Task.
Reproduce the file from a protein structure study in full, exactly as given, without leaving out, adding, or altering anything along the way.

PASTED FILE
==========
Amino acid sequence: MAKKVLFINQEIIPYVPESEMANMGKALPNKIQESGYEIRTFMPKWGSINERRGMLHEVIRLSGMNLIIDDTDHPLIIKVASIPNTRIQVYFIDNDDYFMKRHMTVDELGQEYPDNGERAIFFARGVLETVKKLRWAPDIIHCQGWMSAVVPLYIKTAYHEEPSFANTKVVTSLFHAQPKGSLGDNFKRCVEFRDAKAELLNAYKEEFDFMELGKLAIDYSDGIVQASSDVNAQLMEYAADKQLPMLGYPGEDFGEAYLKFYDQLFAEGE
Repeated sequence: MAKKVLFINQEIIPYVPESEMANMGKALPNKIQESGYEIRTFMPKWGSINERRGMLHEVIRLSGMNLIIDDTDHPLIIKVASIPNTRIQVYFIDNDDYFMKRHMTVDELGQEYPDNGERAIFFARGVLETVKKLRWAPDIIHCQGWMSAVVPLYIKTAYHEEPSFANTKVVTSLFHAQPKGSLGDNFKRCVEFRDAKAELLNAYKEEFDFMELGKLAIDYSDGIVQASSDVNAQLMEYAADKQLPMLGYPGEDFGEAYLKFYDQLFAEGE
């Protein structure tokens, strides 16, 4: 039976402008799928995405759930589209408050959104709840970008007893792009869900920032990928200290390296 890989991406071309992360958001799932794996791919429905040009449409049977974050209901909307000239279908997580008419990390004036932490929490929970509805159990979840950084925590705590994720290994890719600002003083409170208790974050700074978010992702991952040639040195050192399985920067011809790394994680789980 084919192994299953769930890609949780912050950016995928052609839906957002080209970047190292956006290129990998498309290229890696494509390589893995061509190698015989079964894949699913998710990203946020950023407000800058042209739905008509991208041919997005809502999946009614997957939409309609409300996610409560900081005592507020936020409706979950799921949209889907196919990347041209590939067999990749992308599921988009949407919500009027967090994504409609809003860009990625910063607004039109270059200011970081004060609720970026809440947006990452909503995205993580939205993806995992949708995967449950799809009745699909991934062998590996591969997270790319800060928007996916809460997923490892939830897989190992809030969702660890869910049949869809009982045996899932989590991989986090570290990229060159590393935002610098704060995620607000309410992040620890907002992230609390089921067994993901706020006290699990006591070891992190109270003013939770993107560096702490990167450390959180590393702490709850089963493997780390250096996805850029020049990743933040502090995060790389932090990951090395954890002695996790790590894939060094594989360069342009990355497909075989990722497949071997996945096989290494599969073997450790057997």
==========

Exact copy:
Amino acid sequence: MAKKVLFINQEIIPYVPESEMANMGKALPNKIQESGYEIRTFMPKWGSINERRGMLHEVIRLSGMNLIIDDTDHPLIIKVASIPNTRIQVYFIDNDDYFMKRHMTVDELGQEYPDNGERAIFFARGVLETVKKLRWAPDIIHCQGWMSAVVPLYIKTAYHEEPSFANTKVVTSLFHAQPKGSLGDNFKRCVEFRDAKAELLNAYKEEFDFMELGKLAIDYSDGIVQASSDVNAQLMEYAADKQLPMLGYPGEDFGEAYLKFYDQLFAEGE
Repeated sequence: MAKKVLFINQEIIPYVPESEMANMGKALPNKIQESGYEIRTFMPKWGSINERRGMLHEVIRLSGMNLIIDDTDHPLIIKVASIPNTRIQVYFIDNDDYFMKRHMTVDELGQEYPDNGERAIFFARGVLETVKKLRWAPDIIHCQGWMSAVVPLYIKTAYHEEPSFANTKVVTSLFHAQPKGSLGDNFKRCVEFRDAKAELLNAYKEEFDFMELGKLAIDYSDGIVQASSDVNAQLMEYAADKQLPMLGYPGEDFGEAYLKFYDQLFAEGE
């Protein structure tokens, strides 16, 4: 039976402008799928995405759930589209408050959104709840970008007893792009869900920032990928200290390296 890989991406071309992360958001799932794996791919429905040009449409049977974050209901909307000239279908997580008419990390004036932490929490929970509805159990979840950084925590705590994720290994890719600002003083409170208790974050700074978010992702991952040639040195050192399985920067011809790394994680789980 084919192994299953769930890609949780912050950016995928052609839906957002080209970047190292956006290129990998498309290229890696494509390589893995061509190698015989079964894949699913998710990203946020950023407000800058042209739905008509991208041919997005809502999946009614997957939409309609409300996610409560900081005592507020936020409706979950799921949209889907196919990347041209590939067999990749992308599921988009949407919500009027967090994504409609809003860009990625910063607004039109270059200011970081004060609720970026809440947006990452909503995205993580939205993806995992949708995967449950799809009745699909991934062998590996591969997270790319800060928007996916809460997923490892939830897989190992809030969702660890869910049949869809009982045996899932989590991989986090570290990229060159590393935002610098704060995620607000309410992040620890907002992230609390089921067994993901706020006290699990006591070891992190109270003013939770993107560096702490990167450390959180590393702490709850089963493997780390250096996805850029020049990743933040502090995060790389932090990951090395954890002695996790790590894939060094594989360069342009990355497909075989990722497949071997996945096989290494599969073997450790057997």